22 Helpful Tips for Visiting Banff National Park

The mountains provide an endless playground bringing in millions of tourists a year. Hopefully, these Banff travel tips will help with planning your ultimate Canadian Rockies trip!

There’s really nowhere quite as special as Banff National Park. Whether it’s the winter or summer in Banff there is so much to do in Banff it’s impossible to get bored. We visited this little mountain town a few years back and fell in love so much that we decided to move to the Canadian Rockies.


Our Top Banff Travel Tips


What Airport Do You Fly Into For Banff?

Most visitors traveling to Banff will fly into Calgary International Airport (YYC). You can get to and from the airport to Banff is just an hour and a half which really makes Calgary the ideal starting point.

I’m very happy to call Calgary my home airport as I think it’s the most chill airport I’ve ever flown in and out. I’ve rarely waited in a line for check-in or security and coming into Calgary on an international flight is extremely breezy. Nevertheless, if you’re visiting Canada and coming off a long haul flight check out our long haul flying tips first.

The only other viable option for travelers coming in via plane is to fly into Edmonton. However, Edmonton International Airport consistently churns out much higher airfare prices than Calgary and is further away from Banff. I would only recommend flying into Edmonton if you are mainly visiting Jasper National Park.


Consider Renting a Car

One of our top Banff travel tips is to consider renting a car for your trip. In North America your options for transport are limited. Most visitors to Banff will rent a car in Calgary as this is the easiest way to get around. Renting a car in Canada ensures that you can get to where you want to go on your own schedule.

Depending on the season of your travel car rentals in Calgary can be quite affordable. We’ve rented with Enterprise for less than 20 CAD a day in the winter. However, expect prices to rise during July and August.

In the winter, it’s best to get a car with winter tires so make sure to check with your car rental agency. If you do decide to drive from Alberta into BC these winter tires are mandatory! You can see road conditions here, which are super helpful between November and late April.


Other Options Besides Renting a Car

Roam Transit

You may not feel comfortable driving in Canada and that’s okay! There are other options to get to and from Banff and around the town. However, they are limited so keep that in mind.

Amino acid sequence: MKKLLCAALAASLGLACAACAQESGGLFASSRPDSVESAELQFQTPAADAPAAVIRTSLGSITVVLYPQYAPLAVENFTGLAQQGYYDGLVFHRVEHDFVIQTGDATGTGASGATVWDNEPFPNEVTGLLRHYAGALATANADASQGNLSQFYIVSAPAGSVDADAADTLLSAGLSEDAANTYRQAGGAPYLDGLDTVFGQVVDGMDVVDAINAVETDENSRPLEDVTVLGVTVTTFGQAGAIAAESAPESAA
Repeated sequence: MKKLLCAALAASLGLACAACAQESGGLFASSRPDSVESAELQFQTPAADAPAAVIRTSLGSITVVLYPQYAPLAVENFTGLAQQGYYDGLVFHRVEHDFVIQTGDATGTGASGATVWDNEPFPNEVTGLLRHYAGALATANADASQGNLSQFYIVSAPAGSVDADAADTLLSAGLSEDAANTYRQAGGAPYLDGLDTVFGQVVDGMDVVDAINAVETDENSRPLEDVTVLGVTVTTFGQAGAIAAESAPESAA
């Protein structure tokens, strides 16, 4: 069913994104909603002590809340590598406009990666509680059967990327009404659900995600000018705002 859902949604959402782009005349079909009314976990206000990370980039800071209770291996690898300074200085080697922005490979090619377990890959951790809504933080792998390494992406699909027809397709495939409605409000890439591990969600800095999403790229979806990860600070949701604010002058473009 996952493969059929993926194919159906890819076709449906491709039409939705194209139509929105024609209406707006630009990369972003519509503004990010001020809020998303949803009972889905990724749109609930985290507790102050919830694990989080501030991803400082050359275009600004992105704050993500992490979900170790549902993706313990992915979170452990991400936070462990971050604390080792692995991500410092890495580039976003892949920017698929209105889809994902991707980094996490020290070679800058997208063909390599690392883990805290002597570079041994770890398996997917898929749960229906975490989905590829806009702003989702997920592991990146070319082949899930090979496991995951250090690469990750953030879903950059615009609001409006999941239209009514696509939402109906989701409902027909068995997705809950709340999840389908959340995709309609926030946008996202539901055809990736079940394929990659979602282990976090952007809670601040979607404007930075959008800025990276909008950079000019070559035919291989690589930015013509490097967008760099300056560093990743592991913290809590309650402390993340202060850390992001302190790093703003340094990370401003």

To get from YYC to Banff, the Banff Airporter is a good option and costs $138 (CAD) round trip.

Once in Banff, there is the Roam bus system to get around town and in the summer it runs to Lake Louise while in the winter it will easily get you to Lake Louise Ski Resort and Banff Sunshine Ski Resort.

In the winter, it’s best to get a car with winter tires so make sure to check with your car rental agency. If you do decide to drive from Alberta into BC these winter tires are mandatory! You can see road conditions here, which are super helpful between November and late April.


Go See the Main Sites

Peyto-Lake-Viewpoint-Sunset

Lake Louise, Moraine Lake, Johnston Canyon, Peyto Lake are some of the main “tourist” spots in Banff National Park. For good reason too! Every single popular spot is popular because they are out of this world beautiful. Everyone loves them and that means that they are extremely busy during the high season.

However, I wouldn’t let that deter you from visiting. I’m not a big fan of crowds, but these natural spots in Banff National Park are so amazingly beautiful it’s hard to let the crowds deter you. My advice would be to go see them once, and then continue on to some of the less popular areas (we’re getting to where those are!).


Enjoy the Lakes

Banff travel tips

Speaking of a few lakes, it’s important to make sure you check them out in Banff. They are incredibly blue, and even Emerald sometimes. Why is the water so blue in Banff? Nope, it’s not food coloring. Lakes like Lake Louise and Bow Lake get their color from the glaciers that surround them.

In the early summer the melting glaciers run into the lake, they in turn deposit rock flour (fine rock ground by moving glaciers), this in turn refracts the sunlight. You can expect the color to change slightly based on the sunlight, but in general from June to September the lakes will be a beautiful baby blue.